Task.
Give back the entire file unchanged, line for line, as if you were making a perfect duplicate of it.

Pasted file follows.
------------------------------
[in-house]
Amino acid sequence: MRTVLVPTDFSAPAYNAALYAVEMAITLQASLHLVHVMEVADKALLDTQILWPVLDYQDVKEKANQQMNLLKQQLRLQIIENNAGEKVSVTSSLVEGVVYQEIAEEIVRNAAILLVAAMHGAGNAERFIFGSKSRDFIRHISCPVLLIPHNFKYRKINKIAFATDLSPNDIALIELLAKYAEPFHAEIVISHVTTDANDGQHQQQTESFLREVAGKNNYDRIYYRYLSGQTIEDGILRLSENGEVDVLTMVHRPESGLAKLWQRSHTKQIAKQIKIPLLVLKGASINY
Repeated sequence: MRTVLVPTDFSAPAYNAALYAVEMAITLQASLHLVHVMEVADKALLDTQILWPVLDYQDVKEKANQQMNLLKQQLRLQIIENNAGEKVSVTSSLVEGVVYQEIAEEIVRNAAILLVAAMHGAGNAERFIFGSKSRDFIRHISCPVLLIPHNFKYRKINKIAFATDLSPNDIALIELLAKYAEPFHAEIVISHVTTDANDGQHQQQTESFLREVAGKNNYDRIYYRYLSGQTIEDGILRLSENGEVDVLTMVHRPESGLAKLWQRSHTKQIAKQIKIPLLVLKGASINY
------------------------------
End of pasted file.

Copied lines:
[in-house]
Amino acid sequence: MRTVLVPTDFSAPAYNAALYAVEMAITLQASLHLVHVMEVADKALLDTQILWPVLDYQDVKEKANQQMNLLKQQLRLQIIENNAGEKVSVTSSLVEGVVYQEIAEEIVRNAAILLVAAMHGAGNAERFIFGSKSRDFIRHISCPVLLIPHNFKYRKINKIAFATDLSPNDIALIELLAKYAEPFHAEIVISHVTTDANDGQHQQQTESFLREVAGKNNYDRIYYRYLSGQTIEDGILRLSENGEVDVLTMVHRPESGLAKLWQRSHTKQIAKQIKIPLLVLKGASINY
Repeated sequence: MRTVLVPTDFSAPAYNAALYAVEMAITLQASLHLVHVMEVADKALLDTQILWPVLDYQDVKEKANQQMNLLKQQLRLQIIENNAGEKVSVTSSLVEGVVYQEIAEEIVRNAAILLVAAMHGAGNAERFIFGSKSRDFIRHISCPVLLIPHNFKYRKINKIAFATDLSPNDIALIELLAKYAEPFHAEIVISHVTTDANDGQHQQQTESFLREVAGKNNYDRIYYRYLSGQTIEDGILRLSENGEVDVLTMVHRPESGLAKLWQRSHTKQIAKQIKIPLLVLKGASINY